Experiencing and resisting nonsuicidal self-injury thoughts and urges in everyday life
Turner, B.J., Baglole, J.S., Chapman, A.L., & Gratz, K.L.
We used a daily diary to examine (1) the frequency of three types of NSSI thoughts and urges (fleeting thoughts, persistent thoughts, and intense urges), (2) the correlates of NSSI thought and urges within and across days, (3) strategies that aid in resisting NSSI thoughts and urges, and (4) the prospective association of daily NSSI thoughts and urges with NSSI behavior over 12 months.
Sixty adults (aged 18–35) completed a two‐week daily diary and follow‐ups every 3 months for one year.
Fleeting NSSI thoughts were reported on 48% of days, whereas persistent thoughts (11%) and intense urges (17%) were less common. Within days, earlier stress predicted more persistent NSSI thoughts, whereas earlier perceived support predicted less intense NSSI urges. Furthermore, NSSI thoughts and urges were positively associated with same‐day stress and avoidant coping. Problem‐focused coping was associated with greater success resisting same‐day fleeting thoughts and intense urges, as well as success resisting next‐day persistent thoughts. Perceived support was associated with less intense same‐day urges, but also less success resisting these urges. Over the follow‐up, persistent thoughts predicted less frequent NSSI, whereas intense urges predicted more frequent NSSI.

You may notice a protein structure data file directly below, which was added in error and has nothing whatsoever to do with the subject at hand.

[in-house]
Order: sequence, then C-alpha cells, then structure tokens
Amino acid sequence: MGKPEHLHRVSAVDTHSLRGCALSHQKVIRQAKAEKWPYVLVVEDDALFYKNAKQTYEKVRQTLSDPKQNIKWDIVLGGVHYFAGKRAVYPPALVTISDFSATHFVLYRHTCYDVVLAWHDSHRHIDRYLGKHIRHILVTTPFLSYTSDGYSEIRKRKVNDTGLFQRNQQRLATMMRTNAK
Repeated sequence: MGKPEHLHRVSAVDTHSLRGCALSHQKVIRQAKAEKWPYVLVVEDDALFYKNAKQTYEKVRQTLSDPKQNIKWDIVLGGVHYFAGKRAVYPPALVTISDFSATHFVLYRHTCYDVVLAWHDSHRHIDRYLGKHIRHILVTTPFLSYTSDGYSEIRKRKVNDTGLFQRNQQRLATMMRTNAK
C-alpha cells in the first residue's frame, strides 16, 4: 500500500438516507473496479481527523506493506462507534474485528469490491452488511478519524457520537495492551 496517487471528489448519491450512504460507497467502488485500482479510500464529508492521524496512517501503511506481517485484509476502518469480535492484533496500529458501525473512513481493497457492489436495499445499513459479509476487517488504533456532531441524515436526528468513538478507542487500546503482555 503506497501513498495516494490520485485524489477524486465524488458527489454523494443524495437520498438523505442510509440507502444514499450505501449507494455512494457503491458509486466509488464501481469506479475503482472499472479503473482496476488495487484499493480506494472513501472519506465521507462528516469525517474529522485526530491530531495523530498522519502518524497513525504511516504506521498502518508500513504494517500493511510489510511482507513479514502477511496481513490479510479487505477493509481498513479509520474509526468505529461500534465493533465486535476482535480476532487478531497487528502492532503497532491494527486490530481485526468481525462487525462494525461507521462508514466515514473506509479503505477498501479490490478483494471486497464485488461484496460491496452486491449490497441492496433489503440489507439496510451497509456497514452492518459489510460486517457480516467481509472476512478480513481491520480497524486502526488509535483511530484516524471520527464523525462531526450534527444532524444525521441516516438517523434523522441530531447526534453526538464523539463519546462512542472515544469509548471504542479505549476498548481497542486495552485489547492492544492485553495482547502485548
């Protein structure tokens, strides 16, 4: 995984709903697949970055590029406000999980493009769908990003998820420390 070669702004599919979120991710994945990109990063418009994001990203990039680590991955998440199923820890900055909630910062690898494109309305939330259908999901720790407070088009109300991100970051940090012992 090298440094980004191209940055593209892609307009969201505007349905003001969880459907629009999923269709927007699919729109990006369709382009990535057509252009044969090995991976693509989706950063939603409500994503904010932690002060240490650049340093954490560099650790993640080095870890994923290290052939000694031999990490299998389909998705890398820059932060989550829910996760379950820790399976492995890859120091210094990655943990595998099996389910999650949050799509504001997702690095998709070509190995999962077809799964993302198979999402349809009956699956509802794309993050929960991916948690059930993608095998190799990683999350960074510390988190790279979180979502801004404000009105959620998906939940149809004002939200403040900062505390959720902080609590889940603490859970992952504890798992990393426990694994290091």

NSSI thoughts and urges are commonly experienced and deserve further attention.